Total Field and Gradiometric Magnetics
Total Field Magnetic surveys measure large changes in the local magnetic field. This can be useful in detecting large ore bodies or changes in bedrock geology. In a relatively homogeneous bedrock, the signal provides insight into depth of bedrock (useful in determining placer targets).
Gradiometric Magnetic surveys measure the difference in signal between two vertically aligned magnetometers (commonly referred to as the first vertical derivative). Overwhelming bedrock magnetic signatures thus become buffered while shallow anomalies are accentuated relative to the spacing between magnetometers. This has been most useful in tracking ferromagnetic minerals associated with certain placer deposits.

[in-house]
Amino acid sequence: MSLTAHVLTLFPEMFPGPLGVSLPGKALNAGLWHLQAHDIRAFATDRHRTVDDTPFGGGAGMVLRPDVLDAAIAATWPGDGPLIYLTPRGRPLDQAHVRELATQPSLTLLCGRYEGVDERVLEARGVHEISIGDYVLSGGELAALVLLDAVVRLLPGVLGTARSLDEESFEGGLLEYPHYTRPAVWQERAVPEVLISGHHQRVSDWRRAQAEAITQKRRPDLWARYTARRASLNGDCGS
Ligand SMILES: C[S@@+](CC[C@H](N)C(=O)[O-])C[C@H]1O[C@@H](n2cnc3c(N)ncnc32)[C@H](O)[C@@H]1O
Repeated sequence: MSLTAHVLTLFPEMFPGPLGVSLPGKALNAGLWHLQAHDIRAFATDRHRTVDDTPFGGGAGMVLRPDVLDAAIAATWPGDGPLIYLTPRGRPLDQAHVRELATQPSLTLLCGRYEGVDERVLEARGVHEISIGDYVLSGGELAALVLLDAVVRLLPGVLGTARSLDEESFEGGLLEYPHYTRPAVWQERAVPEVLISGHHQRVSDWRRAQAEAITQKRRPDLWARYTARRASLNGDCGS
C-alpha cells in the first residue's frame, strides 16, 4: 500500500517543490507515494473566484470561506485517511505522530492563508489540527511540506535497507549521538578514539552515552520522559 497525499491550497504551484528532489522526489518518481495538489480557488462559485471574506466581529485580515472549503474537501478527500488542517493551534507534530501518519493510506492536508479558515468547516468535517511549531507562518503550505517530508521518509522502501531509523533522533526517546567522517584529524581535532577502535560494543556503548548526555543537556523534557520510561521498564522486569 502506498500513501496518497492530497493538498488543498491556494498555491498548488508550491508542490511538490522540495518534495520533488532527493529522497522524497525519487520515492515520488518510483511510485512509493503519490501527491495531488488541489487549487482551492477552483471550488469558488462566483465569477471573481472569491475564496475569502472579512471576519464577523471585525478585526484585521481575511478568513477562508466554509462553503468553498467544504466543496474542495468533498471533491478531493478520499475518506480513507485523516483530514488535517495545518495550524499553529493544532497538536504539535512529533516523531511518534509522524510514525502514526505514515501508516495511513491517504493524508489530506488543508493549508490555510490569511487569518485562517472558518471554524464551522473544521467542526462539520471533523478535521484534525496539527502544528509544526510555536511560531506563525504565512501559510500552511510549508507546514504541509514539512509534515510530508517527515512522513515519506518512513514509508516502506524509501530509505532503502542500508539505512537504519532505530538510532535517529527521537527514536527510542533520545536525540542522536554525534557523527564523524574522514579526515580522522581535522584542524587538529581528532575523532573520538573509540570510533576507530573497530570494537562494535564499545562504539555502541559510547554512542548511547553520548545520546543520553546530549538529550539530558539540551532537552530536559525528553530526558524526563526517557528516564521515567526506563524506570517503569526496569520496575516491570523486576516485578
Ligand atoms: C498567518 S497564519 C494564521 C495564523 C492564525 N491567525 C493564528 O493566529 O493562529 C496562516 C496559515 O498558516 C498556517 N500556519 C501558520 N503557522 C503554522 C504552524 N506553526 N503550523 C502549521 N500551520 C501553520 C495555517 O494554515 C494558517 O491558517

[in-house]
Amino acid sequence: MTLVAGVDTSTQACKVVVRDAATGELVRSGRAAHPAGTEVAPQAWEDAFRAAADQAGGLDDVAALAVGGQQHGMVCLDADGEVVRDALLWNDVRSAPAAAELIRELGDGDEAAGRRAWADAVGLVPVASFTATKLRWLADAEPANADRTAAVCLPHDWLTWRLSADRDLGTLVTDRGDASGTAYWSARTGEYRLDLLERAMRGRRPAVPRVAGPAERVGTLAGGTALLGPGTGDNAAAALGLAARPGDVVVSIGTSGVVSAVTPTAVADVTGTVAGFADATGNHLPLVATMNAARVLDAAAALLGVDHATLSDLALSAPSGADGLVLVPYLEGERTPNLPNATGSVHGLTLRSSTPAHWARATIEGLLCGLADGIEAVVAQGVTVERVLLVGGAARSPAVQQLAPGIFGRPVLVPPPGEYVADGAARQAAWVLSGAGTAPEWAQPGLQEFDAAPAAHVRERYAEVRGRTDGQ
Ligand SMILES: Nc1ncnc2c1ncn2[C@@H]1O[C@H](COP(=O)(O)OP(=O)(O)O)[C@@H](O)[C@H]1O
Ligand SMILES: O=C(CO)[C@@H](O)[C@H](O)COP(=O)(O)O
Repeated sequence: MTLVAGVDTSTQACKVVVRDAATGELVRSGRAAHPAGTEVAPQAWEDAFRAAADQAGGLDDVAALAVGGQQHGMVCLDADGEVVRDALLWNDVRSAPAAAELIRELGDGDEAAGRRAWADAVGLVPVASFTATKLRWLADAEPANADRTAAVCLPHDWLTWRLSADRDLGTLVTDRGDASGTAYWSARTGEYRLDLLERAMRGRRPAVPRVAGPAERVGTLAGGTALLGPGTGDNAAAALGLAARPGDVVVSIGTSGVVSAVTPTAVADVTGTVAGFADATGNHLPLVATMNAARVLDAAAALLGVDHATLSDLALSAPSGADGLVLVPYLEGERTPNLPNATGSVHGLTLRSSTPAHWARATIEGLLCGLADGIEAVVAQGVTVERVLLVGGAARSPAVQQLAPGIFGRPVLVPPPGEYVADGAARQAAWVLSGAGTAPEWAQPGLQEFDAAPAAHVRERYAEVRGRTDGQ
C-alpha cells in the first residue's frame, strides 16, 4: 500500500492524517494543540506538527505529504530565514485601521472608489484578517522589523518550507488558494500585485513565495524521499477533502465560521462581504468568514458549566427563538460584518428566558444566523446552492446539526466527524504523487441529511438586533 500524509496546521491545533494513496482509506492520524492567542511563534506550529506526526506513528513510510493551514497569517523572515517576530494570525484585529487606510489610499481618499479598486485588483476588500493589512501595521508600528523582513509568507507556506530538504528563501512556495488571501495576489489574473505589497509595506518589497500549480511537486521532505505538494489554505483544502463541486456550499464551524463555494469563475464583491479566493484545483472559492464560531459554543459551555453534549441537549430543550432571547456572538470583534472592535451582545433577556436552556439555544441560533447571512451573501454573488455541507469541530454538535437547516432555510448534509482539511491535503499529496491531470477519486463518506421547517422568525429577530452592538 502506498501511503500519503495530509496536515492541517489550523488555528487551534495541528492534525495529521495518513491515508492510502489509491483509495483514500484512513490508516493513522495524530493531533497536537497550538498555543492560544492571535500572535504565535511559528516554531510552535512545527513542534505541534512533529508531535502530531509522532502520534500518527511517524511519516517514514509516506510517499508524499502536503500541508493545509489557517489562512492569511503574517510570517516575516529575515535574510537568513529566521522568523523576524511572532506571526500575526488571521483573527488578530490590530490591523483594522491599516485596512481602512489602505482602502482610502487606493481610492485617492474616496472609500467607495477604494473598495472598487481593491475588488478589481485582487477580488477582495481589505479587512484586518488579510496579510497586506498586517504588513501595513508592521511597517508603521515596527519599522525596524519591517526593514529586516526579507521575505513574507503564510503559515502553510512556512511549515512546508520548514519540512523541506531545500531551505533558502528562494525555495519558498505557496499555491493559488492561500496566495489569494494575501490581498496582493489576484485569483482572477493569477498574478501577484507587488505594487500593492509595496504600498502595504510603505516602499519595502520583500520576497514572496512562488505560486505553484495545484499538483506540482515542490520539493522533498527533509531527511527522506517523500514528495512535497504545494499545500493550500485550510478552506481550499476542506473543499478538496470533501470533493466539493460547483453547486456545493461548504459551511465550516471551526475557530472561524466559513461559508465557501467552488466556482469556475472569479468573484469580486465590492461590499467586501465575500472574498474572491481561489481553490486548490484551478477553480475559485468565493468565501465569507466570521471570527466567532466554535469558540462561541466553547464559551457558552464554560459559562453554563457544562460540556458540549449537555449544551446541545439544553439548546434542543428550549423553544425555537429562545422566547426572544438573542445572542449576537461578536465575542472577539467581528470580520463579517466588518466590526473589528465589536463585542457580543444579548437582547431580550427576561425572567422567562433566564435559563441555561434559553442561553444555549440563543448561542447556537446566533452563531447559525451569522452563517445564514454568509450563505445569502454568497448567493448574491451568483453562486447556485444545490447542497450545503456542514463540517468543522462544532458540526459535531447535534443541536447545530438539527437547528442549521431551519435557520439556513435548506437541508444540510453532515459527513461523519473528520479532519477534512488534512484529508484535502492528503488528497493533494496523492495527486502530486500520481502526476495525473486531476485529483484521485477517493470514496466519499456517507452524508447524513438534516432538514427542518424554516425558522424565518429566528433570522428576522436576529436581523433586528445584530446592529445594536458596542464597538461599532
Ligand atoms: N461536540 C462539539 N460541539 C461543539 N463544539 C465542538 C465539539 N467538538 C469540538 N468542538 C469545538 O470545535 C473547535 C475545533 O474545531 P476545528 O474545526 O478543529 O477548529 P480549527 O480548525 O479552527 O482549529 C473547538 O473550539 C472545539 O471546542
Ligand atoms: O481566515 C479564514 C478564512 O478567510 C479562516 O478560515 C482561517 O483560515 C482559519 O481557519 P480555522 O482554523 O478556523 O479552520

The shape and amplitude of an induced magnetic anomaly is generally a function of the orientation, geometry, size, depth, and magnetic susceptibility of the body. Intensity and inclination of the earth's magnetic field in the survey area will also affect the signature of a magnetic anomaly.
We use a GEMSYS GSM-19 GW with differential GPS as a walking magnetometer, and a GEMSYS GSM-19 as a base station.
In the mining sector Magnetics is mostly used for mineral exploration. Magnetics is a highly effective primary method for discovering dikes/veins/alteration zones, ore bodies, and kimberlite pipes. Size and shape of these targets can then be confirmed by 2D Resistivity / IP.
In some cases, Magnetics can be used as an auxiliary geophysical method for placer prospecting. If paleochannels, seen in a 2D Resistivity profile, have sufficient concentrations of magnetite they, can be effectively mapped with a magnetometer.